A Greek friend living for years now in Berlin said once, ?Greeks have to suffer because they are forced to import their past.? More or less this is entailed in Guy Feaux de la Croix?s response by citing Aristotle when it comes to defining friendship, but without mentioning that Aristotle made sure a good friend tells one honestly an opinion if even the consequences of one’s actions may materialize but 200 years from now. Germans are keen to link, however, their advice with reference to the past and indeed Guy Feaux de la Croix does not get tired of praising Greece for having been the birthplace of democracy in Europe and therefore in Germany. Yet he mentions the Parthenon but not what Robert Payne illuminated upon in his book about ancient Greece, namely that democracy came to Greece thanks to Cleisthenes recognizing the people as true sovereigns and therefore the need to cut the power of the rich and powerful before it was too late. When President Bush exempted the rich from taxes, he did quite the opposite, with dire consequences as we can see today not only for the United States, but for the entire world. So let us draw on all the lessons of ancient Greece and apply them to the present, for otherwise the reverse happens and tradition or reference to the past is merely used to distort the perception of the present. What does that entail, if not 17 years of corruption by Siemens and a German government insisting Greece still buys its four submarines despite everyone knowing there is this huge deficit? Unfortunately diplomats even as skilled and educated as Guy Feaux de la Croix are more capable of promoting misunderstandings than a clarification of the problem. This is because the deficit is not a German/Greek matter, but one of European accounting, but as long as the national mode of thinking prevails; also this economic reality shall be distorted. And if Merkel was a true friend, she would not say Greeks are lazy and go too early into retirement while apparently everyone in Germany is hardworking. That is a fiction and part of the myth while it shows we have not attained any degree of European integration that would enable us to avoid such stereotypical images and ways of thinking about others. And Merkel pushed through the Lisbon Treaty without regard to how to close the gap between citizens and European institutions. Hence we need not diplomacy from above but a truer understanding between people who cherish the cultural diversity within Europe. That means also to know people in Greece do not like written agreements but they do stay committed when they give their word, for that has a much greater binding force than anything written. It would be good if this German diplomat would communicate that to Berlin.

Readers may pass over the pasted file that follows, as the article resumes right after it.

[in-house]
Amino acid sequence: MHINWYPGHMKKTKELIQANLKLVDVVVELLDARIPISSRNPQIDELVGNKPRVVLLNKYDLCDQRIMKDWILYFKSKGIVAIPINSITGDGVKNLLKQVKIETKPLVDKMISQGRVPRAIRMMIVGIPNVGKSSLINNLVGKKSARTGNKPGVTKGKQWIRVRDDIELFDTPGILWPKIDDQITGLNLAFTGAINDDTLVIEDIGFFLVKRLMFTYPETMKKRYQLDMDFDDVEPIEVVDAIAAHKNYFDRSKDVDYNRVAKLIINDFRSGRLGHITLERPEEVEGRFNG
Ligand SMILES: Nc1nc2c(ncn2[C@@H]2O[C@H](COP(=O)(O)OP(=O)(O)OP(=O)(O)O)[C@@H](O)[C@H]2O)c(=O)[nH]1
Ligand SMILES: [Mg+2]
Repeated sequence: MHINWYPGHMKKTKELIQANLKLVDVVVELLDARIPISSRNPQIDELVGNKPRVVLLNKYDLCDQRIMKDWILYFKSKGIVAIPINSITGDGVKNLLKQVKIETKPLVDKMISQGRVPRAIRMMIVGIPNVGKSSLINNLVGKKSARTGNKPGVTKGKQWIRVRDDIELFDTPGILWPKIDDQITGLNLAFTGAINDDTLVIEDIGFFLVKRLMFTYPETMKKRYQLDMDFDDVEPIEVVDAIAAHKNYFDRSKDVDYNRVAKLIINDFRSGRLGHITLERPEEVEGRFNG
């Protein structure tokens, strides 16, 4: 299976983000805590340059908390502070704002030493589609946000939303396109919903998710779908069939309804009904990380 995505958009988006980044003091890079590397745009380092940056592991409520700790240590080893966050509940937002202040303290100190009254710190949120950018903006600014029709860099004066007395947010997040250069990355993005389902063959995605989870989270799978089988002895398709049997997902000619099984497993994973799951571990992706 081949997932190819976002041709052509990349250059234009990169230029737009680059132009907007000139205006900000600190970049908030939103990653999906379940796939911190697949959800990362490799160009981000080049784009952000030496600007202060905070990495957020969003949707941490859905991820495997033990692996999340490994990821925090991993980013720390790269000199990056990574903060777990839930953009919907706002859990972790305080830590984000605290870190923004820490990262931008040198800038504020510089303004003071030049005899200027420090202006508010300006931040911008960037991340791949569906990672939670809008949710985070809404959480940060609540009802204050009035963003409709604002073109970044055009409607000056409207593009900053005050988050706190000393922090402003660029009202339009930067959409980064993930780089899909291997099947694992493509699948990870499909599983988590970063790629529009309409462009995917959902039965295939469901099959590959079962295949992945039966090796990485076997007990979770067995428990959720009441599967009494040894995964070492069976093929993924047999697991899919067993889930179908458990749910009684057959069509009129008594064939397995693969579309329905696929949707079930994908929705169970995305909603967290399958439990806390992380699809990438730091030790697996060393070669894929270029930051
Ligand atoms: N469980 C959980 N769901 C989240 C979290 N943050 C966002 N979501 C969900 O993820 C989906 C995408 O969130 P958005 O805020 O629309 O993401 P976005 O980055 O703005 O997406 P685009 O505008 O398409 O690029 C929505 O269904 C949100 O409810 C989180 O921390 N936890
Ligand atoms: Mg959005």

Hatto Fischer


Defense budget

I am certainly one who would like to see any country?s defense budget smaller if it means that the country?s security needs are being met. However, if security needs are great, then the budget must match the requirements. Greece has been scrutinized for its large defense budgets over the decades, especially since the fiscal problems have gained worldwide attention. Many cannot fathom why the Greeks feel they need such large armed forces or have such large requirements for arms purchases. They don?t see how the invasion of Cyprus and occupation of the northern half of its territory for almost forty years is aggressive behavior. Nor do they understand how Greece can feel a bit anxious about airspace infractions and violations by Turkish fighter aircraft, or seaspace incursions by Turkish warships. These were in the days when Turkey was controlled by the secular Kemalists, who were more inward-looking and security-conscious. Now, however, with current Prime Minister Erdogan?s behavior making Turkey look like a regional hegemon rather than paranoid xenophobe, Greece?s large military equipped with more modern weapons than twenty years ago is looking more important to regional stability. It should not be treated simply as a financial liability, as some EU observers and others are looking at it.

Peter Kates

Re ?War on the citizens:? Isn?t it rather ?War among the citizens??

Strikes and protests, every other news report from Greece is about strikes and protests. The rest is about political fingerpointing, reform results falling short of the promises, and economical downturn. At the same time, Turkey is making headlines with achieving 9 percent GDP growth in the second quarter. What a difference! IMHO, this should be a wake-up call for Greeks to focus on the economic rivalry with their eastern neighbor and to stop the irresponsible infighting. Greeks love to blame anybody but themselves for their bad situation, but the reality is, strikes, protests and public outrage won?t do anything to improve the outlook. And it?s not only the selfish politicians who are to blame, their behavior is just a mirror of the single-mindedness of all Greek ?special interest? groups, be it unions, public employees, taxi drivers, students, farmers, pharmacists, tax evaders, you name it.

The Greek ship is sinking, but instead of plugging the leaks, the passengers and the crew are harrassing the captain to hand out more comfortable life belts. There isn?t any show of responsibility; it looks as if a hopeless mob of egomaniacs rules the decks. As long as the Greek people don?t support changing the course, even if this necessitates tough work and hardships, they will be lost at sea like their mythical hero Odysseus.



Greece bankrupt

Why should we in Holland pay for Greece? Our maximum tax is 52% from a level of 50,000 euro a year. In Greece the maximum tax is 45% from a level of 70,000 a year. Let Greeks pay the same tax as we in Holland. Then their problems are solved.



Wreck of the Mentor